The Genius of Fascism was made to propagate the strength of the regime and thereby win the support of the people. Memorials, public statues and monumental buildings are made to unify society under the prevalent ideology. They also project this ideology into the future: monuments are made for eternity. However, no ideology lives for ever. Monuments usually outlive the status quo that they sprung from. When they do, they no longer unify public opinion: they fracture it. When the construction of the Humboldt Forum was completed in 2021, the decision to rebuilt it – made by the Bundestag in 2002 – already seemed to belong to a different era. A few years before its opening, the Black Lives Matter movement was at its peak and the decolonisation of public space was high on the public agenda. In this context, the construction of the Humboldt Forum looked like an absurdity.
When the political circumstances change, a monument needs to renegotiate its identity in order to avert death. A monument is never ‘completed’ any more than a person is; like a person it needs to adapt to its circumstances. Attributing human qualities to a monument is a way of exploring the complexities of this struggle to survive.
The doppelgänger motif was invented to reflect on the contradictions in human psychology and behaviour. By describing a monument as the protagonist of a Gothic novel, its story is filled with passion, wonder and magical events. It emphasises the qualities of cultural heritage that are hard to explain, that are hard to account for by reason alone. Treating a monument like a patient under psychoanalysis rather stresses its depth and its underlying motives. It explores how layered the appearance and the history of a monument really is.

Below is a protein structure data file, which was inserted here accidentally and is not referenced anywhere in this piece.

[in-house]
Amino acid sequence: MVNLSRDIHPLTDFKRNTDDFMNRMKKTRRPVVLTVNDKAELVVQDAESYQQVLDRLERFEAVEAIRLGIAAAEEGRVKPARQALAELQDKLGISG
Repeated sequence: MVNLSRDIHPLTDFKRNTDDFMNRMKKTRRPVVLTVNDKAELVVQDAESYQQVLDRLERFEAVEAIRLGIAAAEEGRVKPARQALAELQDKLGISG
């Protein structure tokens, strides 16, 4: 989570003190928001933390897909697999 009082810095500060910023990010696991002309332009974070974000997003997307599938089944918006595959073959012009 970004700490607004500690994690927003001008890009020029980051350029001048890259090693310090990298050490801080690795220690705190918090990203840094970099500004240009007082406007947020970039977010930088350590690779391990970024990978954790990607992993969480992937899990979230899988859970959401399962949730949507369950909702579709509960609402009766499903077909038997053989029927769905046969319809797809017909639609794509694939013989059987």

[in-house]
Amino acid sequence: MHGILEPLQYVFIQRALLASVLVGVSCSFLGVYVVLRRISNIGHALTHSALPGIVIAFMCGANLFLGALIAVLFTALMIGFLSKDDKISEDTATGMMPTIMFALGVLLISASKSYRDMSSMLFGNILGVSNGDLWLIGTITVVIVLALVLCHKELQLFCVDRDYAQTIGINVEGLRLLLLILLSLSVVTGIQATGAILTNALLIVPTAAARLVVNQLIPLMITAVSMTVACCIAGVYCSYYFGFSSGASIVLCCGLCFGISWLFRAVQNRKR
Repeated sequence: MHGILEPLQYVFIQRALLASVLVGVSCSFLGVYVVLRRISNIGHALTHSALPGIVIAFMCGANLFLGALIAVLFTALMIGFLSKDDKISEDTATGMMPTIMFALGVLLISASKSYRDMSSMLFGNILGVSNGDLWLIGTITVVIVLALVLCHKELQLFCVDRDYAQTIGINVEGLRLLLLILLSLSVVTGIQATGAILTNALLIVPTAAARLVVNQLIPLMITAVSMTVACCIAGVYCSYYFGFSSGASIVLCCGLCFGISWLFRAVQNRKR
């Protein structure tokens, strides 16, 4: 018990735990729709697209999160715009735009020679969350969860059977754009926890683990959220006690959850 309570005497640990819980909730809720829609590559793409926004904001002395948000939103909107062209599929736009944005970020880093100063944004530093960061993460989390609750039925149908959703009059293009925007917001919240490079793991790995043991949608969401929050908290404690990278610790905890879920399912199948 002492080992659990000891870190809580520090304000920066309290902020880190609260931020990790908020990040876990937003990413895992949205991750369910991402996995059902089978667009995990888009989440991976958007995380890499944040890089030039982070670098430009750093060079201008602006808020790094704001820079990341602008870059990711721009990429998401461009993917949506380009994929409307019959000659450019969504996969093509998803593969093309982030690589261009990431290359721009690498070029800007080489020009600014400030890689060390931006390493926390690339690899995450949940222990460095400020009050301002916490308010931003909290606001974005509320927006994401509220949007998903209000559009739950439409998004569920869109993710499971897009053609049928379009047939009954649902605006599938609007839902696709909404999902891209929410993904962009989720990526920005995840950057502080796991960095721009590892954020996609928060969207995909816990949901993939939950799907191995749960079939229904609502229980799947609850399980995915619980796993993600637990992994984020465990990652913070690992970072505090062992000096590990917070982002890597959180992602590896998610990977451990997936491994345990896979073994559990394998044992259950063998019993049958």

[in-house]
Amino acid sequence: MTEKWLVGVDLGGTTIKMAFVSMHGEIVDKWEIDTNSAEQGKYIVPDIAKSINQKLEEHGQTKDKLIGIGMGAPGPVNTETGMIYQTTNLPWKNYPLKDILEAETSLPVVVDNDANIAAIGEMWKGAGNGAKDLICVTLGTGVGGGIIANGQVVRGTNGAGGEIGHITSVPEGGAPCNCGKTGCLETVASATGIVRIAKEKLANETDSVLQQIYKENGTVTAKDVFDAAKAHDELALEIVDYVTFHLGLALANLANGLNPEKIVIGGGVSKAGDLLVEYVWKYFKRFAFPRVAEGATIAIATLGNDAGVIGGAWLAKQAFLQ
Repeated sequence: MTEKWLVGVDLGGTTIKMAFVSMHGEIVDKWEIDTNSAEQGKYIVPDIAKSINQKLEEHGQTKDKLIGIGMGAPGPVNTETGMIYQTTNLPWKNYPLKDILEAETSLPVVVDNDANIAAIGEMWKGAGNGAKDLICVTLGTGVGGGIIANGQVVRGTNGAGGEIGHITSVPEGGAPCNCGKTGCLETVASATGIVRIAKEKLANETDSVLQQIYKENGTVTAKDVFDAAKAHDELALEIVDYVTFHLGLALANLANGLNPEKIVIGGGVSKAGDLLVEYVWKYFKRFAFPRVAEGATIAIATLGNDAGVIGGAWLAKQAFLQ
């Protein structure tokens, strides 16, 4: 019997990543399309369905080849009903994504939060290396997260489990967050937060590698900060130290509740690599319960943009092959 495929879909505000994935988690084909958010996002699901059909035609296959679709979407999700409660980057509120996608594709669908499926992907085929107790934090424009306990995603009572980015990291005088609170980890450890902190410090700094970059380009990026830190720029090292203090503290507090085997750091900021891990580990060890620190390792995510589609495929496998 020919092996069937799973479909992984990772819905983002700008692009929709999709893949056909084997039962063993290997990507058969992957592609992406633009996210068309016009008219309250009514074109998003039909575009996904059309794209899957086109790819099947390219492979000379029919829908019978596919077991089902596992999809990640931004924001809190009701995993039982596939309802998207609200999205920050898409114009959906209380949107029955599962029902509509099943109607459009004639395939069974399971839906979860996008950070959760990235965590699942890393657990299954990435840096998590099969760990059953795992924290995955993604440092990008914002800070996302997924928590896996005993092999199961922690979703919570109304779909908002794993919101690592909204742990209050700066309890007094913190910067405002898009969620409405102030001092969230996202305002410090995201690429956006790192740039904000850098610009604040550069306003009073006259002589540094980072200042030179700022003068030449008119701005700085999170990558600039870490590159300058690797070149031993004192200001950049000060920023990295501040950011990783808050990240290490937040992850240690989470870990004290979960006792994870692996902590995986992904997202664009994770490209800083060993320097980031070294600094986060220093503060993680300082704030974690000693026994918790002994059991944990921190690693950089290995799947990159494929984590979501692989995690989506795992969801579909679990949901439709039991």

Society constantly reviews its monuments. But what would a monument see if she were to look back at society? She would see that she is the subject of constant reconsideration: whether she should be preserved, altered or demolished. She would feel loved by one person, hated by another, but treated indifferently by most. She would see every generation trying to make a mark on the landscape in accordance with its convictions. She would recognise tidal waves in these movements. The ghosts that have been cast off by one generation return in the next. She would realise that, even if she were destroyed, she would not necessarily be dead.
 Peter Stephan, ‘Barockarchitektur und Rhetorik: Das Berliner Schloss‘ in Handbuch Rhetorik der Bildenden Künste, Wolfgang Brassat, Bamberg, 2017, p. 541.
 Quote from the website of the Humboldt Forum: https://www.humboldtforum.org/en/about/
 Joshua Arturs, Fascism as “heritage” in contemporary Italy in Italy Today, Routledge, New York, 2010, p. 123.
 Marcos Bisticas-Cocoves, Harold D. Morales, Confederate monuments and the art of the Uprising: a hauntology of Baltimore, in The Routledge Handbook of Religion and Cities, New York, 2021, p. 338.
 Otto Rank (1914), The Double. A Psychoanalytic Study, tr. and ed. Harry Tucker Jr., University of North Carolina Press, Chapel Hill, 1971, p. 84.
 Sigmund Freud (1919), The Uncanny, Pengiun Books, London, 2003, p. 142.
 Oscar Wilde (1891), The Picture of Dorian Gray, Alma Classics, London, 2008, p. 126.
 E.T.A. Hoffmann (1815), Die Elixiere des Teufels, Anaconda Verlag, Cologne, 2018.
 Eleonora Belloni, The Birth of the sport nation: sports and mass media in Fascist Italy, Aloma/ revistaaloma.net, 2014, p. 60.
 Sigmund Freud (1914), Remembering, Repeating and Working-Through, in Volume 12 of Standard Edition of the Complete Psychological Works of Sigmund Freud series, Hogarth Press, London, 1950, p. 151.
 Sigmund Freud (1920), Beyond the Pleasure Principle, in Volume 18 of Standard Edition, Hogarth Press, London, 1955.